By Sterre Sprengers
When the leaders of the world gather to discuss really important matters, they meet in a country retreat (like Camp David). The atmosphere is intimate. The lights are dimmed. They are seated on comfortable couches and around small round tables (with nameplates, not because they don’t know each other, but because there might be a seating arrangement). Ties are forbidden. Everybody has the same kind of chair. Here they drink beer and wine, eat some nuts. They might even talk about football, but we don’t get to see that.
Everyone present benefits if the image is created that this is an intimate gathering. This is not a hostile, business-like meeting. These are people who have come together to share their biggest wishes and their most personal thoughts. This oozes quality time, everyone wants to spent their day like this. It glorifies their mutual relations.
Here, everyone is equal. The one difference is that it is Obama who is doing the talking. On Pete Souza’s pictures, that is.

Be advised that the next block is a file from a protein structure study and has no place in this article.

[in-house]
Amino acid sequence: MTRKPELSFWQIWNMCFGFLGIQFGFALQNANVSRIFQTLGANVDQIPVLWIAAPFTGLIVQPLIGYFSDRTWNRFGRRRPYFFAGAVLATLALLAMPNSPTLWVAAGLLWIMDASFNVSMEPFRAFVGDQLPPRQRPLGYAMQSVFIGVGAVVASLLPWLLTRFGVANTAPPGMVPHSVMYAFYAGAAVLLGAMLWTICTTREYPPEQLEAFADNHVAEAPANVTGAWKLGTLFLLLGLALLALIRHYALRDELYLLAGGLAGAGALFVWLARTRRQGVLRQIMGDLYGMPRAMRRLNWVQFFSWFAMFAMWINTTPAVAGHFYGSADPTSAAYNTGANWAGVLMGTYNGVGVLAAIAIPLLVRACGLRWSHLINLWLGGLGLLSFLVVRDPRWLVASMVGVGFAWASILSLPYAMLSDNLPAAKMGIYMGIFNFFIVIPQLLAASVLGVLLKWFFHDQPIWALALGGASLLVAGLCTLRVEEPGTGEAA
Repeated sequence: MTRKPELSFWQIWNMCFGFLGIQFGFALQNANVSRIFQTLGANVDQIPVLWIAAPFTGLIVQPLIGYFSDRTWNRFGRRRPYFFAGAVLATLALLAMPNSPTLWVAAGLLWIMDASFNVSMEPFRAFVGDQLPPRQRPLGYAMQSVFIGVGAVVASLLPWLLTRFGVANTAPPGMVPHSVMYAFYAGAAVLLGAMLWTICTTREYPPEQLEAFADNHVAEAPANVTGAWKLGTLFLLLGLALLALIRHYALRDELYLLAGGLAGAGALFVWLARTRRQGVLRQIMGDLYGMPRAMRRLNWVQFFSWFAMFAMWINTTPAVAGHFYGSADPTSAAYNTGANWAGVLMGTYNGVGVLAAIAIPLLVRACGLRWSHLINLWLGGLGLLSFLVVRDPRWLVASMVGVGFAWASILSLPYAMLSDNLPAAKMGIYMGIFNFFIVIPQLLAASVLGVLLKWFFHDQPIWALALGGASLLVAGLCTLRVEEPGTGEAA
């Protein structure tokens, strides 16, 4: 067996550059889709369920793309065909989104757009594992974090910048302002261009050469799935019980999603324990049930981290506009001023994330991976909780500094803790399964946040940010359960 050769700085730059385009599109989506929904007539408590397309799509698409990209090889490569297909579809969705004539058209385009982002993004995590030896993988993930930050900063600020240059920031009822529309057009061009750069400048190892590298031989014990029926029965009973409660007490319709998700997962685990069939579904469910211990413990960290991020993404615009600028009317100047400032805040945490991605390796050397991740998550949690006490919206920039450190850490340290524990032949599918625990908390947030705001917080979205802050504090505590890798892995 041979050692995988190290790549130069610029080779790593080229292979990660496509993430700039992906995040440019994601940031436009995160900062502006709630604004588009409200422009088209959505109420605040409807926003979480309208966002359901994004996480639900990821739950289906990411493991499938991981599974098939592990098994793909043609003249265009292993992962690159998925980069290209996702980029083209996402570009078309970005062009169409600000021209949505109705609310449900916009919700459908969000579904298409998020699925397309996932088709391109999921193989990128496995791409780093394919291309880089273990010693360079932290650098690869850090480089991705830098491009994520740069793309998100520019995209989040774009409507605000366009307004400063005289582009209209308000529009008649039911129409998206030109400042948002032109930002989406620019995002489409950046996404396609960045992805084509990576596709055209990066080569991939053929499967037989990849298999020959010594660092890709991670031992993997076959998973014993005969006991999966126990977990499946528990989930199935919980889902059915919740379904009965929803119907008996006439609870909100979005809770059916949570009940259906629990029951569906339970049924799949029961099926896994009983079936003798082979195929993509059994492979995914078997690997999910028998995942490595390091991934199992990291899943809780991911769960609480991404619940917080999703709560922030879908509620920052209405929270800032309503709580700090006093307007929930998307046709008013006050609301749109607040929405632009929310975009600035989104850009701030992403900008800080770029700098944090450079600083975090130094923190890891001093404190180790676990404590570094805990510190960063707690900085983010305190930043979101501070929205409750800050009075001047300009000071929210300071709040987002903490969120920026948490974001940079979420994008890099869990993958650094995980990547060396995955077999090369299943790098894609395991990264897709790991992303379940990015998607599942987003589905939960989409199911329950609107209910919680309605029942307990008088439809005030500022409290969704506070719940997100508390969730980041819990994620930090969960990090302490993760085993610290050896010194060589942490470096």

You can see the entire ‘talking’ collection here.
For eight years, White House photographer Pete Souza took 20,000 pictures a week of Obama. That’s right, 20,000 a week, many of which were posted on the White House Flickr account. Sterre Sprengers, image editor at De Correspondent, has followed his work for years, in search of patterns – patterns that reveal relationships of power, etiquette, love. And patterns that subtly reveal the image of the president that Souza created with his images. As time went on, once he had firmly established the presidential image, he took fewer solemn portraits and more images that were lighthearted or artistic. Gradually his work for the White House came to reflect his own personal taste. That is an achievement.
Until Jan. 20th, when Obama’s successor Trump will be inaugurated, the John Adams will present once a day an image and a text from the project Sterre Sprengers published on the daily online news medium ‘De Correspondent’. You can see the entire project here.